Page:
@gregoryjackson On Twitter

Gregory Jackson Jr. is a gun violence survivor and the executive director of the Community Justice Action Fund (CJAF), which works to end gun violence in Black and brown communities through education, advocacy, and resource funding. After he was shot in April 2013, Jackson first worked with Obama for America before joining the CJAF to challenge gun violence.

On Twitter, he often discusses the disproportionate impact that gun violence has on Black and brown people, and highlights victims of violence and their families. He also advocates for more resources to address the grief and trauma of gun violence, along with community intervention initiatives and strategies.


@JaclynCorin On Twitter

Jaclyn Corin is a gun violence survivor who, like Eastmond, was a student at Marjory Stoneman Douglas High School in Parkland at the time of the 2018 shooting. Corin is now an activist against gun violence and one of the co-founders of March for Our Lives.

On Twitter, Corin shares tangible demands, such as licensing laws and a ban on high-capacity magazines, as well as news and information about instances of gun violence across the country. Corin also uses her platform to call for serious gun regulations and reforms in the face of misinformation.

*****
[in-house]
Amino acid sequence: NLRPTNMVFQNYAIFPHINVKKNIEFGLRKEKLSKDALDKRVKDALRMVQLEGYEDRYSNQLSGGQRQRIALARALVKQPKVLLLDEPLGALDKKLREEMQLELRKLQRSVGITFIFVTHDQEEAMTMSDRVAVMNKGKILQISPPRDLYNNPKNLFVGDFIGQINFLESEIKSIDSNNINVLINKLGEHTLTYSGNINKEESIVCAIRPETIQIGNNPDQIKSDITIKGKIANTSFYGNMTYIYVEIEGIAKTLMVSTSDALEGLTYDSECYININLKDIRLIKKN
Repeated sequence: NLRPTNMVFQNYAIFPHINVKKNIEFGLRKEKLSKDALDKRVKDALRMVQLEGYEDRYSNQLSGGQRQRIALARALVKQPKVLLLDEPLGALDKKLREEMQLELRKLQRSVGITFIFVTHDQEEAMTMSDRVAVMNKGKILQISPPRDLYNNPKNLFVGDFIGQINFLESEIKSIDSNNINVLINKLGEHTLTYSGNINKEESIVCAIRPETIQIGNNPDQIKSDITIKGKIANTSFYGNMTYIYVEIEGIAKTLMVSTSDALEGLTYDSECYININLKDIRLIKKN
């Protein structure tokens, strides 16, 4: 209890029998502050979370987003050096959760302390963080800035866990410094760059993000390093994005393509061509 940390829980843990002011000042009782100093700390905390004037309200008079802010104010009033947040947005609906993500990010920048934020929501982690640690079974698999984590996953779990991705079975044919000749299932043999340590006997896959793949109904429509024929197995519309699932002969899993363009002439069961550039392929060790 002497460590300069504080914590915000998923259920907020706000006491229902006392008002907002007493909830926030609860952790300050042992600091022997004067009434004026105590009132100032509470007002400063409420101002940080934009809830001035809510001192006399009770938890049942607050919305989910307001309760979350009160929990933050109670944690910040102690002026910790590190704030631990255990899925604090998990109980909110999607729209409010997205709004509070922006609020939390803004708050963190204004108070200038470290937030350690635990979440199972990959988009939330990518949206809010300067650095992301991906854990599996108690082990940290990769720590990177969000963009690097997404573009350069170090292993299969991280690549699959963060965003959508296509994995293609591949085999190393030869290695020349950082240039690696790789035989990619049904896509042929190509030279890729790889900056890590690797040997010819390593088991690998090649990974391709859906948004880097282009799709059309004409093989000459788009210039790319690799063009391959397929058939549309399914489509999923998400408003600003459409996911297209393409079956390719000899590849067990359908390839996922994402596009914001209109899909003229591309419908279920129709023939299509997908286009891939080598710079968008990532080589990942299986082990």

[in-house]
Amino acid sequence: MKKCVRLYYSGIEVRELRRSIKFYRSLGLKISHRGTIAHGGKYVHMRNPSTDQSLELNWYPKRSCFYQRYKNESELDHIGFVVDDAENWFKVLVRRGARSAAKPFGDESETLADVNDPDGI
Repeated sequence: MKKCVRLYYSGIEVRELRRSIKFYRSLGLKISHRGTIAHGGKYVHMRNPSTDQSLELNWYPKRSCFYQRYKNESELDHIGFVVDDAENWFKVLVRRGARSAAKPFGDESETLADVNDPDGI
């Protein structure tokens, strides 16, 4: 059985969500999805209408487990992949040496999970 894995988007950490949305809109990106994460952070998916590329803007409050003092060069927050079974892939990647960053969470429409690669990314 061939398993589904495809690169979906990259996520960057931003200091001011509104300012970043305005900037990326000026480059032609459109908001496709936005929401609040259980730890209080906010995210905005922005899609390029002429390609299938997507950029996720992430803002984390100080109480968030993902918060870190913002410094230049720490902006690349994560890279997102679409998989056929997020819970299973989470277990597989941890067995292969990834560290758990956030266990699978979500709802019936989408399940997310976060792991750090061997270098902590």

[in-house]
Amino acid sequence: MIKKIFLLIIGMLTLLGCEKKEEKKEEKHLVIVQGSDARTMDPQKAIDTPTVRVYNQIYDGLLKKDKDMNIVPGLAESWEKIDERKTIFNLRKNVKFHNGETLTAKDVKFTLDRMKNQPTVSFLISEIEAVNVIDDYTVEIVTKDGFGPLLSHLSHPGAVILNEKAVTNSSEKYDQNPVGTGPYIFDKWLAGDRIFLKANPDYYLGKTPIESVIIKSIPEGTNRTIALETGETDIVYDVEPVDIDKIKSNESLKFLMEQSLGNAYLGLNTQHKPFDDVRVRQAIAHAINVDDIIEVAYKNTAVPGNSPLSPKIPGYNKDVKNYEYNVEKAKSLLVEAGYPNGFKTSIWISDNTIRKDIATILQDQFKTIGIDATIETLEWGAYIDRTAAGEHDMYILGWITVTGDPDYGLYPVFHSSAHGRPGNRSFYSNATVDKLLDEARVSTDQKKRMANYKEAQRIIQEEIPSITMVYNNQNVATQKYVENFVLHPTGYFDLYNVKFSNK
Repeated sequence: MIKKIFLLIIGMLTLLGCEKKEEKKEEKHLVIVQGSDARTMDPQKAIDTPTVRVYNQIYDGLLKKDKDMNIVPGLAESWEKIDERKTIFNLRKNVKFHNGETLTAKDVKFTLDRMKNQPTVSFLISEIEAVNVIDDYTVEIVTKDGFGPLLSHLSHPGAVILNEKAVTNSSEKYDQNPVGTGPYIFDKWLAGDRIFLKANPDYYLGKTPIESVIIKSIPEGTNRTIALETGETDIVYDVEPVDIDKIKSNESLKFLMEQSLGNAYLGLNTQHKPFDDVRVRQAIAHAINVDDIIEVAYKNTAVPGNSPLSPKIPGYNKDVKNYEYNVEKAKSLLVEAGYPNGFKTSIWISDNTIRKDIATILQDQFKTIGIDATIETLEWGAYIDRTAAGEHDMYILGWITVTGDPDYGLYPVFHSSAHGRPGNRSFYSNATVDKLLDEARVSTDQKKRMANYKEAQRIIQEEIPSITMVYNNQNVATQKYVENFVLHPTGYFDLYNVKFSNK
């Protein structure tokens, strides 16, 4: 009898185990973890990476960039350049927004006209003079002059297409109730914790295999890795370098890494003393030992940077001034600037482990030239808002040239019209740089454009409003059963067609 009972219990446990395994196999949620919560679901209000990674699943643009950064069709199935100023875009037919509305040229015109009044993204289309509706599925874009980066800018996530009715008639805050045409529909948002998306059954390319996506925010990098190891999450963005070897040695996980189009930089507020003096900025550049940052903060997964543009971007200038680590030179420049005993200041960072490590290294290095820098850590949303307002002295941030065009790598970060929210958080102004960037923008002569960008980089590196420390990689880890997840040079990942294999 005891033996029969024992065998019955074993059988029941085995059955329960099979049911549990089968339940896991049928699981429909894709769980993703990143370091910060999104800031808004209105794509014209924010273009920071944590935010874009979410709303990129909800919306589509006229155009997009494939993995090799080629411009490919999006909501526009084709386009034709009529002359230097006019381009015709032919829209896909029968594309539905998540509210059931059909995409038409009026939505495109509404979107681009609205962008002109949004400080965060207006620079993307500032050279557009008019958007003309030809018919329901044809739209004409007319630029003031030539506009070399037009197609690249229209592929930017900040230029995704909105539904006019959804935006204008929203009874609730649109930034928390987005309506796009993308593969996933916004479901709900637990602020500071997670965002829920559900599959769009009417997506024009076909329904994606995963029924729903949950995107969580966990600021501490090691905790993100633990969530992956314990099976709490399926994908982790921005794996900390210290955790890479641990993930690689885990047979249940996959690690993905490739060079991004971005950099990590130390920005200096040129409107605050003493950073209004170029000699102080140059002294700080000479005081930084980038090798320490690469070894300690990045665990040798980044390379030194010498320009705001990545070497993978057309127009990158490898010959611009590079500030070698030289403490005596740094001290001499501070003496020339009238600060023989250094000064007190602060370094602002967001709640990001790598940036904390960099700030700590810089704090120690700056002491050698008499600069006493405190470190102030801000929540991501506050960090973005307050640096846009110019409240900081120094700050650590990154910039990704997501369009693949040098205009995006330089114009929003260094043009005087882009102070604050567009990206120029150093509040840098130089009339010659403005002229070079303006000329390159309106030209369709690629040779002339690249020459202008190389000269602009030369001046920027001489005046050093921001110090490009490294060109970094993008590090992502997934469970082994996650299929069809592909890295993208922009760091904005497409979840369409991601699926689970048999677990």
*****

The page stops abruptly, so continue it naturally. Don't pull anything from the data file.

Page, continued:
@po_murray On Twitter

Po Murray is a co-founder and chairwoman of the Newtown Action Alliance, a volunteer grassroots organization launched by residents of Newtown, Connecticut after the Sandy Hook school shooting in December 2012. She is also a mom, and after many of her neighbors’ children were killed, Murray became a staunch advocate for gun violence prevention.

On Twitter, Murray challenges legislators who refuse to take action on gun control and encourages followers to call their lawmakers to pass gun reforms. She also shares updates on gun control legislation if you want to follow along, and regularly speaks out against the National Rifle Association (NRA).